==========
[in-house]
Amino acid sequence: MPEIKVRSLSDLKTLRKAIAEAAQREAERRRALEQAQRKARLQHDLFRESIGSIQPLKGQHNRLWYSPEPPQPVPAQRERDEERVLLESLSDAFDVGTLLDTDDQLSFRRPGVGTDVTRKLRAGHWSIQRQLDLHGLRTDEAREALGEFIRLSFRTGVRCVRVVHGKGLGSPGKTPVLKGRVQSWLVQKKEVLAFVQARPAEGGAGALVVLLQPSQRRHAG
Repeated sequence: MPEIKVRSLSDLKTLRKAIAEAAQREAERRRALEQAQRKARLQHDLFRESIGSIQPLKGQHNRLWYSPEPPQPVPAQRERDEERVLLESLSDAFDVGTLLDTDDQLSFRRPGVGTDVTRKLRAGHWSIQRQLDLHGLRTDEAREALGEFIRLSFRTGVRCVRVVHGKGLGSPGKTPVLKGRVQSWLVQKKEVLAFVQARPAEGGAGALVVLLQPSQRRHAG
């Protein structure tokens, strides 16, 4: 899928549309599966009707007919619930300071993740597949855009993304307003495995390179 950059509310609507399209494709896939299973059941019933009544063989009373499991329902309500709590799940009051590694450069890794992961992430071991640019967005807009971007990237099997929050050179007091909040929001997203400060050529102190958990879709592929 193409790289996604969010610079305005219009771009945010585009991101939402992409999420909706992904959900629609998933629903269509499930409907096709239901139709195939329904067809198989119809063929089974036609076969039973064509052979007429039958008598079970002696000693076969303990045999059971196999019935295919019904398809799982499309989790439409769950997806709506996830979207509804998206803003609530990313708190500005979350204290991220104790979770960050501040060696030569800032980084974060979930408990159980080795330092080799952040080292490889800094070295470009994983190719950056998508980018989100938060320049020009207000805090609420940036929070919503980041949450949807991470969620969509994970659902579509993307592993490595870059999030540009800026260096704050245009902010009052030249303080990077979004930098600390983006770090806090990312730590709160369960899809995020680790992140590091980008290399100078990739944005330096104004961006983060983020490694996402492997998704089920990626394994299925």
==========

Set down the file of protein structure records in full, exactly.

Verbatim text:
[in-house]
Amino acid sequence: MPEIKVRSLSDLKTLRKAIAEAAQREAERRRALEQAQRKARLQHDLFRESIGSIQPLKGQHNRLWYSPEPPQPVPAQRERDEERVLLESLSDAFDVGTLLDTDDQLSFRRPGVGTDVTRKLRAGHWSIQRQLDLHGLRTDEAREALGEFIRLSFRTGVRCVRVVHGKGLGSPGKTPVLKGRVQSWLVQKKEVLAFVQARPAEGGAGALVVLLQPSQRRHAG
Repeated sequence: MPEIKVRSLSDLKTLRKAIAEAAQREAERRRALEQAQRKARLQHDLFRESIGSIQPLKGQHNRLWYSPEPPQPVPAQRERDEERVLLESLSDAFDVGTLLDTDDQLSFRRPGVGTDVTRKLRAGHWSIQRQLDLHGLRTDEAREALGEFIRLSFRTGVRCVRVVHGKGLGSPGKTPVLKGRVQSWLVQKKEVLAFVQARPAEGGAGALVVLLQPSQRRHAG
């Protein structure tokens, strides 16, 4: 899928549309599966009707007919619930300071993740597949855009993304307003495995390179 950059509310609507399209494709896939299973059941019933009544063989009373499991329902309500709590799940009051590694450069890794992961992430071991640019967005807009971007990237099997929050050179007091909040929001997203400060050529102190958990879709592929 193409790289996604969010610079305005219009771009945010585009991101939402992409999420909706992904959900629609998933629903269509499930409907096709239901139709195939329904067809198989119809063929089974036609076969039973064509052979007429039958008598079970002696000693076969303990045999059971196999019935295919019904398809799982499309989790439409769950997806709506996830979207509804998206803003609530990313708190500005979350204290991220104790979770960050501040060696030569800032980084974060979930408990159980080795330092080799952040080292490889800094070295470009994983190719950056998508980018989100938060320049020009207000805090609420940036929070919503980041949450949807991470969620969509994970659902579509993307592993490595870059999030540009800026260096704050245009902010009052030249303080990077979004930098600390983006770090806090990312730590709160369960899809995020680790992140590091980008290399100078990739944005330096104004961006983060983020490694996402492997998704089920990626394994299925």